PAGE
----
“I don’t want to be Jimmy anymore.” Jimmy played baseball, badly, and got caught skipping class. He had a feeling there was going to be none of that, here. And… “Jimmy is what my father called me. And he sold me.”
He hoped he didn’t sound too ungrateful. The room the man had given him was big, the bed soft, the food good, the clothes new. But his father had still sold him, like a used car.
The man was smiling, so it couldn’t be all bad. “All right. You don’t have to be Jimmy anymore. We’ll call it a fresh start, why don’t we?”
He could only nod. He’d expected an argument.
“Then what do you want to be called? How will you Name yourself?”
There was a book, one he’d had to hide, too full of fairy shit for his father, not school-book enough for the teachers. “Ambrosius,” he murmured. It was a long name for a skinny used-car kid, so he shortened it. “Ambrus.”
The newly-christened Ambrus found Lee’s House strange, but not as strange as he’d feared. The collar Lee had locked around his neck wasn’t heavy, like he’d thought it would be, although he never forgot he was wearing it.
It didn’t make him nearly as self-conscious as he thought it would, either, because most of the grown-ups in the House (and many of the visitors) wore similar collars. Some were bigger, or made of leather or some sort of plastic instead of metal, but they are all very distinctly collars, and he heard more than one of the collared people refer to themselves as slaves, or as pets.
He wasn’t sure how he felt about being a slave, but the ones who called themselves pets seemed content, comfortable in their role. They did what they were told, and they were rewarded, kind of like show dogs, or like being in school. You did what the teacher wanted, and she gave you a gold star. He could handle that.
The others who lived there didn’t seem to know quite how to deal with him at first – everyone else was an adult, even if just barely – but one, a pretty dark-haired girl named Agate, decided he would be sort of a mascot for them, and everyone else followed her lead.
So it was that, by the time his training began, Jimmy-who-was-now-Ambrus was a pet to pets, and errand-runner and sometimes-spoiled kid brother to a houseful of slaves. Before he’d come here, he hadn’t know that slavery still existed in the world; now that he was here, he wasn’t sure it was all that bad. Everyone had enough to eat and a place to sleep; their clothes fit and were new, not hand-me-downs, even if they were generally skimpy and snug.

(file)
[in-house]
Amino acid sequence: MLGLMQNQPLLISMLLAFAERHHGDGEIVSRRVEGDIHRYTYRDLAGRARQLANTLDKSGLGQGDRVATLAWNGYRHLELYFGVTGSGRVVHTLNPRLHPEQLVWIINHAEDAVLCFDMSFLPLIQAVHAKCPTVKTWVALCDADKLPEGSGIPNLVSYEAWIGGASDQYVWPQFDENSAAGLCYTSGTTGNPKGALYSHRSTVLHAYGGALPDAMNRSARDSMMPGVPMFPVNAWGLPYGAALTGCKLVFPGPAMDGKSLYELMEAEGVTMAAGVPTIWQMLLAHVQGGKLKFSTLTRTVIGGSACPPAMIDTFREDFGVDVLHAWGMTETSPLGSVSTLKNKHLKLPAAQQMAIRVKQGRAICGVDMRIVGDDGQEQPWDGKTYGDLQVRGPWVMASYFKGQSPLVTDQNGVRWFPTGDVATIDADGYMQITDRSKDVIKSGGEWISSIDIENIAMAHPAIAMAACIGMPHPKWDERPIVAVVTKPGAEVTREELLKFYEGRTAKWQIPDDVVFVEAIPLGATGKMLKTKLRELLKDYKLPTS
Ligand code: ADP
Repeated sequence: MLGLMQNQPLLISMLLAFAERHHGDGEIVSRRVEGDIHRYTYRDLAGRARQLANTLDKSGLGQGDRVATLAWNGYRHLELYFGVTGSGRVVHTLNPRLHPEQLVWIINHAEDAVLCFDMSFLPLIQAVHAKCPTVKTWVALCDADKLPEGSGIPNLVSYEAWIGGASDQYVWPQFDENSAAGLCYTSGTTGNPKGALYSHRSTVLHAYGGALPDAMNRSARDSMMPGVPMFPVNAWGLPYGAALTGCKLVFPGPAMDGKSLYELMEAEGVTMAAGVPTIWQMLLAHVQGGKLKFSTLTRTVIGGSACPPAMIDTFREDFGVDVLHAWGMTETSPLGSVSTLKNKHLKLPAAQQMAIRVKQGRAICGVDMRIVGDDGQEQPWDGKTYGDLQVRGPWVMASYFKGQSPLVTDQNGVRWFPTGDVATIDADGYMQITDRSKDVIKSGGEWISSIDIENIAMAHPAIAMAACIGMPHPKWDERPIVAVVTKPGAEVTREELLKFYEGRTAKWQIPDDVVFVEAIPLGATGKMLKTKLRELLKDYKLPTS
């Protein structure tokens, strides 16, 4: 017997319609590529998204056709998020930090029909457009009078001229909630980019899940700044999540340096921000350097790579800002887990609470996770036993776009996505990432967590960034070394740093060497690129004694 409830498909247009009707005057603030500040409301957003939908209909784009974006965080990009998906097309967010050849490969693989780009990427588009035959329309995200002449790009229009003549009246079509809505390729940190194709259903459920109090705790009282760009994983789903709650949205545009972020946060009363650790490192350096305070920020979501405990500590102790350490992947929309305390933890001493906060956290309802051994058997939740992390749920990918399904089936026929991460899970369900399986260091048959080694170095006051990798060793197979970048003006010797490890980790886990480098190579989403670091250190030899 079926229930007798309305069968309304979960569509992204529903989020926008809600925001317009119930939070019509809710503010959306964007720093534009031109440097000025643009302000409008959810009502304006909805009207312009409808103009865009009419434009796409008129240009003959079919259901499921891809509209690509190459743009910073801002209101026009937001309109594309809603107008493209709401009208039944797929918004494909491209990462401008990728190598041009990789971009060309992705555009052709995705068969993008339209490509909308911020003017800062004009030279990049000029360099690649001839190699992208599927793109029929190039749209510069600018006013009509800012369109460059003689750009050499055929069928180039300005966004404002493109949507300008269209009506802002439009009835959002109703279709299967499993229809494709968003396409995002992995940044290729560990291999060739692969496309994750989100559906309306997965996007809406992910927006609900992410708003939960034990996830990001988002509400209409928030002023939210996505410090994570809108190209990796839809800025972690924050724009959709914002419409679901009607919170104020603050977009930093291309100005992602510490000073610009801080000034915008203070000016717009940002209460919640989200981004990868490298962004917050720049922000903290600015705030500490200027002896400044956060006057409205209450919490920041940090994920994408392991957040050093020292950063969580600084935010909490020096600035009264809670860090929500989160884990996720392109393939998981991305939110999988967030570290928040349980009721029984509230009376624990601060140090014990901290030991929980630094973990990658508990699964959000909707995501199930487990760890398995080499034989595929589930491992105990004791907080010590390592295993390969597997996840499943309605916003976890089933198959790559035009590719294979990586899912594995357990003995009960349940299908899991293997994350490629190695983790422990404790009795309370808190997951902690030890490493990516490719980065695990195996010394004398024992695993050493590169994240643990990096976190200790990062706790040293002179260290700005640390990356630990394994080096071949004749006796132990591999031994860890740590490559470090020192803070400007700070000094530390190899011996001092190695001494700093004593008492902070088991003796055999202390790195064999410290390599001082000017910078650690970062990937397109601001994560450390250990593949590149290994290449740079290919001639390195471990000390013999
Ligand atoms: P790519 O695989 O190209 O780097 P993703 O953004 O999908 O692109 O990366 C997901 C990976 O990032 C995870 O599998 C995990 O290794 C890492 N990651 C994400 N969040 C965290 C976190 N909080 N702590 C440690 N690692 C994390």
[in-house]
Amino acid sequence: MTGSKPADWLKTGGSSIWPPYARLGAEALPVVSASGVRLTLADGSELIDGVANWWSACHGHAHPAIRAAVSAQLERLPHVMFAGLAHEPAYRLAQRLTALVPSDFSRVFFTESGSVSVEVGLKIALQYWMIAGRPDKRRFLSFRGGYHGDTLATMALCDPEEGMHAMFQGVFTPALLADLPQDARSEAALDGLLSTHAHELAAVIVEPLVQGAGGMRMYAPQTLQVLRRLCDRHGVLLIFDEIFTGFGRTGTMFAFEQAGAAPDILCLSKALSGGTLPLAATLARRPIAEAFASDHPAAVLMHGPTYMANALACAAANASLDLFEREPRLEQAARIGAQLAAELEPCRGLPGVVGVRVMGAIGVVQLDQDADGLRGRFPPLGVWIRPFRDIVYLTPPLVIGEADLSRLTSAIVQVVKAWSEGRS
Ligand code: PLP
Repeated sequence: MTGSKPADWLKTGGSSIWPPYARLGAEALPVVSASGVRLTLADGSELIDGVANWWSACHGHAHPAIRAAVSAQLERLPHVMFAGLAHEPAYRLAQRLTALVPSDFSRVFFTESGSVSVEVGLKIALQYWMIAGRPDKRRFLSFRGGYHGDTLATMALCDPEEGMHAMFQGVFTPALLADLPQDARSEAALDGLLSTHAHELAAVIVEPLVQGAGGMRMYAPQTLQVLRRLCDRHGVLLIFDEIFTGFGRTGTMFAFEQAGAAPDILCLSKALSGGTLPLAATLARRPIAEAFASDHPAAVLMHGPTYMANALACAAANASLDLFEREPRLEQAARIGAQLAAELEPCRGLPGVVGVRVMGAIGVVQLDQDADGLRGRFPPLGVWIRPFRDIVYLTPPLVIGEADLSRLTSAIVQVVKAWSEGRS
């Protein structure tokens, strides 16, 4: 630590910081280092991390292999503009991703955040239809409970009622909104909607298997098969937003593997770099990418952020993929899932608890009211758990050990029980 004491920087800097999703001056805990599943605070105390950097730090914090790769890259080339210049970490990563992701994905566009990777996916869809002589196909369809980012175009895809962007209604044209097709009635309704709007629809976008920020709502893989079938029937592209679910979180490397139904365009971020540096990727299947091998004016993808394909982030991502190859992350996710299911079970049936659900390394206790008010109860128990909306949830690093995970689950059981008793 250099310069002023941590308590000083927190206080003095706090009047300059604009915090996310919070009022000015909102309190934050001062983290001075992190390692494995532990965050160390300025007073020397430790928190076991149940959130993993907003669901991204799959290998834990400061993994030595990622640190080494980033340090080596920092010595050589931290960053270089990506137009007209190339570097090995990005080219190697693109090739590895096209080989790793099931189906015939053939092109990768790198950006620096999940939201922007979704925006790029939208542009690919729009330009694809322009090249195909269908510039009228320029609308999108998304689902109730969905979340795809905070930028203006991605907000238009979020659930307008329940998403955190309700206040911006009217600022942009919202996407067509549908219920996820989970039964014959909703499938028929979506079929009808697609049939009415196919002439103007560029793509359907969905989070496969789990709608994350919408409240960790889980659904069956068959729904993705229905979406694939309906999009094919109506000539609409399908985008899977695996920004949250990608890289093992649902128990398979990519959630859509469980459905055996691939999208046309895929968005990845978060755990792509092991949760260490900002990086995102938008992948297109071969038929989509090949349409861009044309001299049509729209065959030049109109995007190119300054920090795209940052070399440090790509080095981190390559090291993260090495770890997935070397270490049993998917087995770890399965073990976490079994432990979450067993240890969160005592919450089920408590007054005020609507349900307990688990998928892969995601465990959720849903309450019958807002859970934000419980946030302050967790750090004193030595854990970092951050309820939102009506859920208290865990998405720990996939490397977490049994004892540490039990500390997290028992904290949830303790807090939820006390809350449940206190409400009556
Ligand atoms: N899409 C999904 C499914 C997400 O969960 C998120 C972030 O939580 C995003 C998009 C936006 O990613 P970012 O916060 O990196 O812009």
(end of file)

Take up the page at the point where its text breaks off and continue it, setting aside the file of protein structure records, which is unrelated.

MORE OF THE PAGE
He knew, generally, that sex was involved. He wasn’t as young as Lee seemed to think he was, and the innuendo didn’t go over his head like the others acted like it would. There was a lot of sex happening in the background, although they were careful to make sure he never saw any of it. Sex with the visitors, sex with the slaves and pets, sex with Lee. Everyone seemed to be having sex, regardless of the gender of the participants. Everyone but him.
He knew that was what Lee meant by the whole shelf-ripening thing; Lee was going to train him, until he was old enough by Lee’s standards, for the sex. It seemed kind of silly to him – why not start now? – but Lee had bought him, and he was Master now. Ambrus’ first lesson was Do Not Question the Master, and it had been an easy one to learn – it wasn’t all that different from Don’t Argue with Dad, except the results of disobedience were less painful and more clear-cut. So he shut up, learned to smile, and began his training.
Antonio taught him about wines. From the handsome, swarthy teenager he learned how to open bottles, how to pour, how to pair them with foods, and how to taste them; he got giggling drunk while learning how to taste red wines, and spent a fun hour with Antonio trying on Agate’s clothes. Lee had frowned, and spanked them both, but Ambrus had seen the smile behind the frown, and not minded the punishment much at all.
Agate, once she forgave him for trying on her clothes, taught him how to care for said clothes, or, more specifically, the Master’s wardrobe, how to lay out an outfit and how to shop. Shopping was a skill he didn’t think he’d enjoy, but with Agate and the Master’s bodyguard Leo along, it had turned out to actually be fun.
Jenna taught him massage, and Joe taught him the basics of cooking, and all of them, in turn, taught him the ritual phrases, the body language that would be expected of him. He learned how to bow gracefully and how to grovel submissively, how to walk just behind his Master, to properly look like a lovely and obedient accessory. He learned how to say “yes” so that the “no” he meant was clear, and when it was acceptable to do so. He learned how to accept punishment without appearing upset, and, in learning when he actually should appear upset, learned how to cry prettily.
He grew older, although not much taller or broader; Lee told him, seeming very satisfied, that it looked as if his growth had been sufficiently stunted in early childhood; he would always be slight and short. He made, he was told, a very pretty young butler, and a very sweet pet.
“Tonight,” Lee told him, on a day that seemed to him much like any other (it was his birthday, but it had been a long time since he’d seen a calendar), “we start your real training. Be dressed to serve the party by eight.”